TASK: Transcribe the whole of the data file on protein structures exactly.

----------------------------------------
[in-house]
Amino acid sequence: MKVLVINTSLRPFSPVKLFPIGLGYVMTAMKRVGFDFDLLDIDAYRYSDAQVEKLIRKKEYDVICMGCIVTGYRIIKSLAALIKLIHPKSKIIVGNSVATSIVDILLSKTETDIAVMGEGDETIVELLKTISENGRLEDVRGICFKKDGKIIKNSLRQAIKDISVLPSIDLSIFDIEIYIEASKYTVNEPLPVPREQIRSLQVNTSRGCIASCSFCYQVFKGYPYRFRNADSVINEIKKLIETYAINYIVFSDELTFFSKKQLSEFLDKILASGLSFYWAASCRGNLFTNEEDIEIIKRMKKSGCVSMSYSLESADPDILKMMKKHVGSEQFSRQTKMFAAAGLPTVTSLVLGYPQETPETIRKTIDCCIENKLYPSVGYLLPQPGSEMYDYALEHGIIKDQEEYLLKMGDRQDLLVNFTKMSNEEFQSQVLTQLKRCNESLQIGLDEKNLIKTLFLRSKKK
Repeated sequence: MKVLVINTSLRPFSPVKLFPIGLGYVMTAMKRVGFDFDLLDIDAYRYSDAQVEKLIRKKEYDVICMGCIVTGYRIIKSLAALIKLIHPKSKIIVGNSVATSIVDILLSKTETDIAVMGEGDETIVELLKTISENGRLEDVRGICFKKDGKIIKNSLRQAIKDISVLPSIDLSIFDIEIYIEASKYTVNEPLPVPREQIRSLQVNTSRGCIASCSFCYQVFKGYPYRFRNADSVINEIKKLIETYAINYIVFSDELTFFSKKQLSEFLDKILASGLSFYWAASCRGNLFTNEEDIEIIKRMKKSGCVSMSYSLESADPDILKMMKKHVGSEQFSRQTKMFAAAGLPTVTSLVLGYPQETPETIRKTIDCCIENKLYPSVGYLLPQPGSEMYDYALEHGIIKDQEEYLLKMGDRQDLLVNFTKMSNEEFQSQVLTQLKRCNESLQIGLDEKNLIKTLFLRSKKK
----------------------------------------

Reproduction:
[in-house]
Amino acid sequence: MKVLVINTSLRPFSPVKLFPIGLGYVMTAMKRVGFDFDLLDIDAYRYSDAQVEKLIRKKEYDVICMGCIVTGYRIIKSLAALIKLIHPKSKIIVGNSVATSIVDILLSKTETDIAVMGEGDETIVELLKTISENGRLEDVRGICFKKDGKIIKNSLRQAIKDISVLPSIDLSIFDIEIYIEASKYTVNEPLPVPREQIRSLQVNTSRGCIASCSFCYQVFKGYPYRFRNADSVINEIKKLIETYAINYIVFSDELTFFSKKQLSEFLDKILASGLSFYWAASCRGNLFTNEEDIEIIKRMKKSGCVSMSYSLESADPDILKMMKKHVGSEQFSRQTKMFAAAGLPTVTSLVLGYPQETPETIRKTIDCCIENKLYPSVGYLLPQPGSEMYDYALEHGIIKDQEEYLLKMGDRQDLLVNFTKMSNEEFQSQVLTQLKRCNESLQIGLDEKNLIKTLFLRSKKK
Repeated sequence: MKVLVINTSLRPFSPVKLFPIGLGYVMTAMKRVGFDFDLLDIDAYRYSDAQVEKLIRKKEYDVICMGCIVTGYRIIKSLAALIKLIHPKSKIIVGNSVATSIVDILLSKTETDIAVMGEGDETIVELLKTISENGRLEDVRGICFKKDGKIIKNSLRQAIKDISVLPSIDLSIFDIEIYIEASKYTVNEPLPVPREQIRSLQVNTSRGCIASCSFCYQVFKGYPYRFRNADSVINEIKKLIETYAINYIVFSDELTFFSKKQLSEFLDKILASGLSFYWAASCRGNLFTNEEDIEIIKRMKKSGCVSMSYSLESADPDILKMMKKHVGSEQFSRQTKMFAAAGLPTVTSLVLGYPQETPETIRKTIDCCIENKLYPSVGYLLPQPGSEMYDYALEHGIIKDQEEYLLKMGDRQDLLVNFTKMSNEEFQSQVLTQLKRCNESLQIGLDEKNLIKTLFLRSKKK